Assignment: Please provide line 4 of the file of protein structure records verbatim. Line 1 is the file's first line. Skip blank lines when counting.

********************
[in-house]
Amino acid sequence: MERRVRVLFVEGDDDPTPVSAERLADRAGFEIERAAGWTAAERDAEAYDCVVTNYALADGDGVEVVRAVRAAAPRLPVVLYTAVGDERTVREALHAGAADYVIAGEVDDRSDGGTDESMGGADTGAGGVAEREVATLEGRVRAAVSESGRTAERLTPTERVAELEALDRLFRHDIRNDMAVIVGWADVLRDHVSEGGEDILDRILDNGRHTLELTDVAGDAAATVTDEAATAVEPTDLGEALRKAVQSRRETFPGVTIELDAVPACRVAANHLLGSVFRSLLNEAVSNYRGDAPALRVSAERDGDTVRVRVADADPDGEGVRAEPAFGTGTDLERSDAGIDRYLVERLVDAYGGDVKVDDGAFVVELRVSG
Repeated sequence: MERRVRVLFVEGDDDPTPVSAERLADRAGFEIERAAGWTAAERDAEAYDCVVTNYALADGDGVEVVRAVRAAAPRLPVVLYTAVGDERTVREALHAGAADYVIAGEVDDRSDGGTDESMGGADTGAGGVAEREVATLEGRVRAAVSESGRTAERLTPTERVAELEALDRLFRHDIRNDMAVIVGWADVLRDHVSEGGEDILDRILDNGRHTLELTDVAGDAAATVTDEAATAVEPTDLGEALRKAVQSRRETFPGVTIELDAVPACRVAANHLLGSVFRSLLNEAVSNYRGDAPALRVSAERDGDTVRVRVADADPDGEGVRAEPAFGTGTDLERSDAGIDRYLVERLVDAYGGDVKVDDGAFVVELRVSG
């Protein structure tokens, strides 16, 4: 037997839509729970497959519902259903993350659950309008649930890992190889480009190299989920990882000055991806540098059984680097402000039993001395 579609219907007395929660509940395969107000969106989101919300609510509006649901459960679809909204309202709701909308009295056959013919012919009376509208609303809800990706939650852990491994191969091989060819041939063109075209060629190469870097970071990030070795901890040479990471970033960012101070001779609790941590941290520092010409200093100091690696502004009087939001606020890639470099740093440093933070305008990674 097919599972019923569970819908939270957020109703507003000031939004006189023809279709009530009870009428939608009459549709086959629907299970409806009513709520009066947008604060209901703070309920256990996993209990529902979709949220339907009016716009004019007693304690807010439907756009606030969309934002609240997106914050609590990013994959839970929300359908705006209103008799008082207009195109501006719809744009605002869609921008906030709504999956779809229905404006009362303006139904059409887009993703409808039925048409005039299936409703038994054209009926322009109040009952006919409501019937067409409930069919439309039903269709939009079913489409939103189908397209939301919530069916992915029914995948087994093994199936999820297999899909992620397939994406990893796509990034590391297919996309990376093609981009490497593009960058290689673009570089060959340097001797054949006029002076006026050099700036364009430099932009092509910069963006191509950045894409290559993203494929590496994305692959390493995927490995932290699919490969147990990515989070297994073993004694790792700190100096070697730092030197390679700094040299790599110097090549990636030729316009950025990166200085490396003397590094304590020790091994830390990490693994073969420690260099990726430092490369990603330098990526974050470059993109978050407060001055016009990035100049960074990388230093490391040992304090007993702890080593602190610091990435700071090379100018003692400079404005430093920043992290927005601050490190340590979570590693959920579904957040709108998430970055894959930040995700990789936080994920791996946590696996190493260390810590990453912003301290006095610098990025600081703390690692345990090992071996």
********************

């Protein structure tokens, strides 16, 4: 037997839509729970497959519902259903993350659950309008649930890992190889480009190299989920990882000055991806540098059984680097402000039993001395 579609219907007395929660509940395969107000969106989101919300609510509006649901459960679809909204309202709701909308009295056959013919012919009376509208609303809800990706939650852990491994191969091989060819041939063109075209060629190469870097970071990030070795901890040479990471970033960012101070001779609790941590941290520092010409200093100091690696502004009087939001606020890639470099740093440093933070305008990674 097919599972019923569970819908939270957020109703507003000031939004006189023809279709009530009870009428939608009459549709086959629907299970409806009513709520009066947008604060209901703070309920256990996993209990529902979709949220339907009016716009004019007693304690807010439907756009606030969309934002609240997106914050609590990013994959839970929300359908705006209103008799008082207009195109501006719809744009605002869609921008906030709504999956779809229905404006009362303006139904059409887009993703409808039925048409005039299936409703038994054209009926322009109040009952006919409501019937067409409930069919439309039903269709939009079913489409939103189908397209939301919530069916992915029914995948087994093994199936999820297999899909992620397939994406990893796509990034590391297919996309990376093609981009490497593009960058290689673009570089060959340097001797054949006029002076006026050099700036364009430099932009092509910069963006191509950045894409290559993203494929590496994305692959390493995927490995932290699919490969147990990515989070297994073993004694790792700190100096070697730092030197390679700094040299790599110097090549990636030729316009950025990166200085490396003397590094304590020790091994830390990490693994073969420690260099990726430092490369990603330098990526974050470059993109978050407060001055016009990035100049960074990388230093490391040992304090007993702890080593602190610091990435700071090379100018003692400079404005430093920043992290927005601050490190340590979570590693959920579904957040709108998430970055894959930040995700990789936080994920791996946590696996190493260390810590990453912003301290006095610098990025600081703390690692345990090992071996």